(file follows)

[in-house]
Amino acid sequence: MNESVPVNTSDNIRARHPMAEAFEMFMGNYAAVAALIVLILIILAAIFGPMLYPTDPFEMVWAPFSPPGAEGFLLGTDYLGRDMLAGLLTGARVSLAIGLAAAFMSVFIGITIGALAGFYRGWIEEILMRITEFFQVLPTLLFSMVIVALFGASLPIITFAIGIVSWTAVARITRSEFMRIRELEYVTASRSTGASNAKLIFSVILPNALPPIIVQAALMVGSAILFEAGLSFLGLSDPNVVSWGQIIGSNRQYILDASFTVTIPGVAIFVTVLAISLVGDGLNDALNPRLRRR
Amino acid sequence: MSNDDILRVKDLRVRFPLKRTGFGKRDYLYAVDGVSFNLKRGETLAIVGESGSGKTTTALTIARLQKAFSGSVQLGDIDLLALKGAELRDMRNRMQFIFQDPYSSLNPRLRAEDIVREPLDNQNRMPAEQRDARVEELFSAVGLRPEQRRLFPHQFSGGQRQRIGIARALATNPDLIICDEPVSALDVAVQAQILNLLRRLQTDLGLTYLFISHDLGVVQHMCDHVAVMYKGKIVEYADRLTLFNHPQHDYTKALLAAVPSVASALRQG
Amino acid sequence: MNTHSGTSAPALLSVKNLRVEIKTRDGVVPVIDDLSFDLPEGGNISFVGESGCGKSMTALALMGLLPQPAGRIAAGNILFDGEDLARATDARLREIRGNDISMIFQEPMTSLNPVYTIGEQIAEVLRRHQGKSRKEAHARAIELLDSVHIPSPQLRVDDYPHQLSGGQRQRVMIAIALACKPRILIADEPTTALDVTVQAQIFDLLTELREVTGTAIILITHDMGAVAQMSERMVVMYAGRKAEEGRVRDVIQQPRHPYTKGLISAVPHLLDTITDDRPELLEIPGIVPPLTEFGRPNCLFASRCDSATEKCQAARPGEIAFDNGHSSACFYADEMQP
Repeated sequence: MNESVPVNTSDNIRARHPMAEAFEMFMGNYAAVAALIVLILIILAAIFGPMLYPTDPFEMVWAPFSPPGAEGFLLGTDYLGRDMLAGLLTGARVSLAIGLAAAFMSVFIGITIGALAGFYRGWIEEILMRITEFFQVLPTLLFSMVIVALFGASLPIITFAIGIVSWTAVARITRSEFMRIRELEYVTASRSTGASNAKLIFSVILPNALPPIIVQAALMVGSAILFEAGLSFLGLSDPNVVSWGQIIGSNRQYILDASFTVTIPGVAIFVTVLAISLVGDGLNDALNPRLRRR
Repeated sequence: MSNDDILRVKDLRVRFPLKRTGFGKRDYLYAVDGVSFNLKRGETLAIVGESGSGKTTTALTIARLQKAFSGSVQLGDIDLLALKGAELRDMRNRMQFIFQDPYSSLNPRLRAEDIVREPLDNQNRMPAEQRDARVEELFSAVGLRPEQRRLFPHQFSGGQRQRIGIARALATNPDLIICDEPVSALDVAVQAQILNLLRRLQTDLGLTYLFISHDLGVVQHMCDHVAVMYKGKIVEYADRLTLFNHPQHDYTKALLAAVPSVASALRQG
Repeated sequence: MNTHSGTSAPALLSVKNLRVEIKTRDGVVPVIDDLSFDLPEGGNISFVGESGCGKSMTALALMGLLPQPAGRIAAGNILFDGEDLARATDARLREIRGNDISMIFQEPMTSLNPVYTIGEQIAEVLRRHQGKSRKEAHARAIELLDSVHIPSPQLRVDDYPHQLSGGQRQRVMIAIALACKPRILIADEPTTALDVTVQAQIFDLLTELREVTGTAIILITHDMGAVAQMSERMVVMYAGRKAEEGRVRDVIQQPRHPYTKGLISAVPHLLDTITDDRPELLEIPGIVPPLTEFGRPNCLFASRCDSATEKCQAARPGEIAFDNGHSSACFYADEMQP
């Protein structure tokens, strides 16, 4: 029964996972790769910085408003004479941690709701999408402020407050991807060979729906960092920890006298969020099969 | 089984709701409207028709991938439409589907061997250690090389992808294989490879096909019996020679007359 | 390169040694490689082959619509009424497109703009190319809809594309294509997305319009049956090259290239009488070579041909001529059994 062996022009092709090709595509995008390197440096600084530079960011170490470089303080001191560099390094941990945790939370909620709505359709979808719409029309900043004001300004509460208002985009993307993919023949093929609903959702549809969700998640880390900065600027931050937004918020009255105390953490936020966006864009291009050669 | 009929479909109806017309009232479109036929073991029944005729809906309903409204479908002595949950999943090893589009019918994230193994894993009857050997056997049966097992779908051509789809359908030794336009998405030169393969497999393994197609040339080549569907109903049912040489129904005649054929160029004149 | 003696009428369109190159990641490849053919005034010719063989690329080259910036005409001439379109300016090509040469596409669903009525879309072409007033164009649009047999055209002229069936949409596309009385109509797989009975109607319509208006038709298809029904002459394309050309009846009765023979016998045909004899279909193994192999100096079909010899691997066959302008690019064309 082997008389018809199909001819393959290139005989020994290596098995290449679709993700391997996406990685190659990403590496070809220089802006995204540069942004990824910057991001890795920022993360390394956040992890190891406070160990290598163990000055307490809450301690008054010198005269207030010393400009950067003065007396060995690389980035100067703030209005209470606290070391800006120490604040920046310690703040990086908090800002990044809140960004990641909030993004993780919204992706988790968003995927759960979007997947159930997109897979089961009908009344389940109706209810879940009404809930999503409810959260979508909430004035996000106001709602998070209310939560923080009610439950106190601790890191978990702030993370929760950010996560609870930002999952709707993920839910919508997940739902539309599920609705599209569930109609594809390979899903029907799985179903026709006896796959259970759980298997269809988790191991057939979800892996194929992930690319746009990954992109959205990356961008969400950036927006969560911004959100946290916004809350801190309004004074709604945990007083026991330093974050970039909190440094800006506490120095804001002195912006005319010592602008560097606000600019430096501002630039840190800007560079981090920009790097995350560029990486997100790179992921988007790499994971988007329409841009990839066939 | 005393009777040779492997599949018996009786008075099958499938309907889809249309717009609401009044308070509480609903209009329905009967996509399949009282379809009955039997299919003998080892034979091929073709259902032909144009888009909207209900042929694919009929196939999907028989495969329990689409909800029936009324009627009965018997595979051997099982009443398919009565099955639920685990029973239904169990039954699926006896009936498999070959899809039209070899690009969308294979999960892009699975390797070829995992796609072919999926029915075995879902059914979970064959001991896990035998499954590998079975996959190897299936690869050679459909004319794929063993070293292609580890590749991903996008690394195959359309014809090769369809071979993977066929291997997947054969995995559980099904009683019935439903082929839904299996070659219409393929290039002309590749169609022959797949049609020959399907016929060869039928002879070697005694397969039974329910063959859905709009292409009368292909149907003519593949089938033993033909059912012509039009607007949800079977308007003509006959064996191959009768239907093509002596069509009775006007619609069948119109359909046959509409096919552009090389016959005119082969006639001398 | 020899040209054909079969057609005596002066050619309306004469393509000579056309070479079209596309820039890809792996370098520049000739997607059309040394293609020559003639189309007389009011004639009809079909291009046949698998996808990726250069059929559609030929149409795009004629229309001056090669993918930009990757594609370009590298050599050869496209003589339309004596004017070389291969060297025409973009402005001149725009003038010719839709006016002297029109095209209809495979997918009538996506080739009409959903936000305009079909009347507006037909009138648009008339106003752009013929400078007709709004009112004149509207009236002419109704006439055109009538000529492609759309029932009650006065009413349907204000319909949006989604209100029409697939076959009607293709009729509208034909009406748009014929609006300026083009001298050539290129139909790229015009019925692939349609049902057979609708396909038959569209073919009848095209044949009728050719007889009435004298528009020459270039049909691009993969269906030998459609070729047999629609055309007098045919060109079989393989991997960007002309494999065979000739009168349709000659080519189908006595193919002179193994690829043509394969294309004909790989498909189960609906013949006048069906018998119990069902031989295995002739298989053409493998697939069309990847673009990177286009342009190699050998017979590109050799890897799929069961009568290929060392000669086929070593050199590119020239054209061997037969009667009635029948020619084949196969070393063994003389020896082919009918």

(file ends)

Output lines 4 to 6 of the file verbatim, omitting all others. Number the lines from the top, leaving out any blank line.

Amino acid sequence: MNTHSGTSAPALLSVKNLRVEIKTRDGVVPVIDDLSFDLPEGGNISFVGESGCGKSMTALALMGLLPQPAGRIAAGNILFDGEDLARATDARLREIRGNDISMIFQEPMTSLNPVYTIGEQIAEVLRRHQGKSRKEAHARAIELLDSVHIPSPQLRVDDYPHQLSGGQRQRVMIAIALACKPRILIADEPTTALDVTVQAQIFDLLTELREVTGTAIILITHDMGAVAQMSERMVVMYAGRKAEEGRVRDVIQQPRHPYTKGLISAVPHLLDTITDDRPELLEIPGIVPPLTEFGRPNCLFASRCDSATEKCQAARPGEIAFDNGHSSACFYADEMQP
Repeated sequence: MNESVPVNTSDNIRARHPMAEAFEMFMGNYAAVAALIVLILIILAAIFGPMLYPTDPFEMVWAPFSPPGAEGFLLGTDYLGRDMLAGLLTGARVSLAIGLAAAFMSVFIGITIGALAGFYRGWIEEILMRITEFFQVLPTLLFSMVIVALFGASLPIITFAIGIVSWTAVARITRSEFMRIRELEYVTASRSTGASNAKLIFSVILPNALPPIIVQAALMVGSAILFEAGLSFLGLSDPNVVSWGQIIGSNRQYILDASFTVTIPGVAIFVTVLAISLVGDGLNDALNPRLRRR
Repeated sequence: MSNDDILRVKDLRVRFPLKRTGFGKRDYLYAVDGVSFNLKRGETLAIVGESGSGKTTTALTIARLQKAFSGSVQLGDIDLLALKGAELRDMRNRMQFIFQDPYSSLNPRLRAEDIVREPLDNQNRMPAEQRDARVEELFSAVGLRPEQRRLFPHQFSGGQRQRIGIARALATNPDLIICDEPVSALDVAVQAQILNLLRRLQTDLGLTYLFISHDLGVVQHMCDHVAVMYKGKIVEYADRLTLFNHPQHDYTKALLAAVPSVASALRQG